The S&P 500® rose by 10% in the 12 months ending on Oct. 31, 2020, trouncing the S&P 500 Equal Weight Index by 9.1%, as seen in Exhibit 1. While such outperformance is not unprecedented, it does remind us of previous market peaks (especially in December 1999), and raises questions about whether a reversal may be in the cards.
While these periods may feel similar, they have notable differences. It is important to remember that by definition, the capitalization-weighted S&P 500 has no factor tilts. We can, however, look under the market’s figurative hood by analyzing the differences between the S&P 500 and its average constituent, represented by the S&P 500 Equal Weight Index. Exhibit 2, excerpted from our monthly factor dashboard, shows the factor tilts of the S&P 500 Equal Weight Index, relative to the (capitalization-weighted) S&P 500.
Currently, the equal weight version has a strong tilt away from low volatility and momentum, and a slight tilt away from quality. It also has exposures toward small size, dividend yield, high beta, and value. In other words, compared to the average stock in the index, the S&P 500 itself is less volatile, more momentum-oriented, more expensive, and much larger.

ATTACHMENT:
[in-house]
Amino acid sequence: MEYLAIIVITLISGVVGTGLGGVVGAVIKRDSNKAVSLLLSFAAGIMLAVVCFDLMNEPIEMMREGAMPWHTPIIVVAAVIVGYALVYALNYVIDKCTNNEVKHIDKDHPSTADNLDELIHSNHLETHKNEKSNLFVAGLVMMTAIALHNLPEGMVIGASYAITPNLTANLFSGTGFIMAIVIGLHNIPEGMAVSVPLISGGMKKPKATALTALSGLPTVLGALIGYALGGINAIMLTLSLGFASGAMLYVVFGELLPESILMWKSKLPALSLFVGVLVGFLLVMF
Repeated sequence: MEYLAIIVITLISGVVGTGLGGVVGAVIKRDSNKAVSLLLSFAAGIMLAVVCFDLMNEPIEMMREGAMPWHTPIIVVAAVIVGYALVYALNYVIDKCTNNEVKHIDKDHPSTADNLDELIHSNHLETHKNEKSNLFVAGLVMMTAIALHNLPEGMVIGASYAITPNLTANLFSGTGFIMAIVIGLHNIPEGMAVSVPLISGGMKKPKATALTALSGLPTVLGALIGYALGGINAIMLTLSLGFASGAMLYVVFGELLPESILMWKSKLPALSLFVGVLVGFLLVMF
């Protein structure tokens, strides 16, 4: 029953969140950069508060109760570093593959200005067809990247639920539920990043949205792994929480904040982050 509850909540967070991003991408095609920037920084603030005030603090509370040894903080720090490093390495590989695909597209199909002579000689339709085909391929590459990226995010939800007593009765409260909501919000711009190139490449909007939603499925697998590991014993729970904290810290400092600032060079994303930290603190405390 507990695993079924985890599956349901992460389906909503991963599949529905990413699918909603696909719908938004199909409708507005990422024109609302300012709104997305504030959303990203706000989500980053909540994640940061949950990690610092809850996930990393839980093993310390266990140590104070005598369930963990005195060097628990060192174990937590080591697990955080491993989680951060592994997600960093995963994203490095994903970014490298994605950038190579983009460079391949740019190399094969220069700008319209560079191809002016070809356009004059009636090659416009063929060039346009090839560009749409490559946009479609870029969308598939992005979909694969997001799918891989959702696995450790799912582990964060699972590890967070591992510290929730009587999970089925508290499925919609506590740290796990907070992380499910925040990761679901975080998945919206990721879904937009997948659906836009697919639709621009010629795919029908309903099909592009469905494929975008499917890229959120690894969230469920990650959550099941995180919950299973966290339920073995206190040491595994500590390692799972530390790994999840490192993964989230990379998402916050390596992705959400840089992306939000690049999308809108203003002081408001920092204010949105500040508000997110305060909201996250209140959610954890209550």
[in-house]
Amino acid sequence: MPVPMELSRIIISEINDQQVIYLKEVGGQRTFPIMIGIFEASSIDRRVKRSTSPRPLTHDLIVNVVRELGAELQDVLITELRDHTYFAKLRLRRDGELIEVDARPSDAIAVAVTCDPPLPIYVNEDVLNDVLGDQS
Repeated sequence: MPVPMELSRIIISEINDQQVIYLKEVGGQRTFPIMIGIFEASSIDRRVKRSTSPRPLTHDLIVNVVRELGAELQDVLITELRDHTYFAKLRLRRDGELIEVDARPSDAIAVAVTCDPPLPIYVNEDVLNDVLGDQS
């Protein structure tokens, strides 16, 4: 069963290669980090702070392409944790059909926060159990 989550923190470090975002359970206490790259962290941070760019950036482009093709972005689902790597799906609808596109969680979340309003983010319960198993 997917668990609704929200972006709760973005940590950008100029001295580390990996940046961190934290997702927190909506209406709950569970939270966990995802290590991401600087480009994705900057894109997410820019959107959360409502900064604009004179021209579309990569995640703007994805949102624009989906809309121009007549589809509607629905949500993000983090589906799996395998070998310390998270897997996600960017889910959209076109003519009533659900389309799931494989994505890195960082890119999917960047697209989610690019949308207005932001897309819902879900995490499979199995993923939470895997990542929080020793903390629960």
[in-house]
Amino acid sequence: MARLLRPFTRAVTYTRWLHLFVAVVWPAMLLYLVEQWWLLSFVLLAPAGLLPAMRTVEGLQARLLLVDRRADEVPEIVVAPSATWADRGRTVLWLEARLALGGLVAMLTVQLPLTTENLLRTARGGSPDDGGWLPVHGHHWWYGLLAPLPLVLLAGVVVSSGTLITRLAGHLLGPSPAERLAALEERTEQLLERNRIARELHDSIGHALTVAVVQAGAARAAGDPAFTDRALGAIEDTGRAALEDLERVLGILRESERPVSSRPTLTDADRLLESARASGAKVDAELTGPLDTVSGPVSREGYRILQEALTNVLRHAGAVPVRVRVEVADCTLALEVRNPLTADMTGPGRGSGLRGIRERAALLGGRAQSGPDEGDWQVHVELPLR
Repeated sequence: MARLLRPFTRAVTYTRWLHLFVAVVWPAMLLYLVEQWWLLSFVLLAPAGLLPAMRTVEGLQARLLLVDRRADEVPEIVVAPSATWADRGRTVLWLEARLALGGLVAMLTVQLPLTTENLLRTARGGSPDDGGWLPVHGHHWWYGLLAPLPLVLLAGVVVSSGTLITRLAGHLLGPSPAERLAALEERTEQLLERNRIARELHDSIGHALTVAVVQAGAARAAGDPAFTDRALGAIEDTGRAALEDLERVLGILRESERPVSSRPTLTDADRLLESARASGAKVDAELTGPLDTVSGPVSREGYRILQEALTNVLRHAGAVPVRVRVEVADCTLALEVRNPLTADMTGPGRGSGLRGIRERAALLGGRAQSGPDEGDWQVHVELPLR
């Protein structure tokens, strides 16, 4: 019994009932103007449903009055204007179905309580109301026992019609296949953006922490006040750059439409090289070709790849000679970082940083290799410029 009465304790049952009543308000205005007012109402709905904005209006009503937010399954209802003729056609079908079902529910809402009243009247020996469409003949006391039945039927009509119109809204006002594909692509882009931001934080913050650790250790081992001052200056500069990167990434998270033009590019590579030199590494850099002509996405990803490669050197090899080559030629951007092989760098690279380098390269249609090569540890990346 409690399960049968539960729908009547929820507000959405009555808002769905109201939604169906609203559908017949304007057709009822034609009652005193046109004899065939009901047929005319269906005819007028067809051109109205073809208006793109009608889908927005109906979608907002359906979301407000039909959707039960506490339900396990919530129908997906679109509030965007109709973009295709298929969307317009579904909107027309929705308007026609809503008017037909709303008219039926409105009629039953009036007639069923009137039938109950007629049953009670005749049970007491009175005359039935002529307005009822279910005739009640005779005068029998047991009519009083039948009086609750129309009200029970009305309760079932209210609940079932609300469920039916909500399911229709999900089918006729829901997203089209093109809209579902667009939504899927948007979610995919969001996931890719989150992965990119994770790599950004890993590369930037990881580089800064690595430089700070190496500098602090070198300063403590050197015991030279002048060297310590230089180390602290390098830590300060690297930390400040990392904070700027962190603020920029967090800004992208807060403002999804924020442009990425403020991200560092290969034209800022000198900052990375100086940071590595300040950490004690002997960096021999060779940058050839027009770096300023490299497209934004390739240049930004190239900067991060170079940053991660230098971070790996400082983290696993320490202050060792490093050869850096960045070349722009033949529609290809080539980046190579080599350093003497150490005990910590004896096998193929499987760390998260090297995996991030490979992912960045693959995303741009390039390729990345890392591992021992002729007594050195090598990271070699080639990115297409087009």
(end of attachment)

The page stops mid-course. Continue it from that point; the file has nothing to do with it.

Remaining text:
But when we go back further in history, we observe significant differences between today’s factor dynamics compared to those in December 1999. We observe in Exhibit 3 that like today, the equal weight version had a strong tilt away from momentum and toward small size, but that is where the similarities end. Twenty years ago, the S&P 500 Equal Weight Index barely had a tilt away from low volatility, deeper exposures to quality and dividend yield, along with a strong tilt away from high beta. Therefore, compared to the average constituent, the S&P 500 was much more volatile and not as durable from a quality perspective.
The fact that today’s market is less volatile and of higher quality compared to 1999 is not surprising, as the companies within Information Technology, the S&P 500’s largest sector then and now, are both more profitable and less volatile than they were 20 years ago. While we cannot predict whether the market’s upward trajectory is sustainable, history enables us to better understand the motions of the market from a factor lens.The posts on this blog are opinions, not advice. Please read our Disclaimers.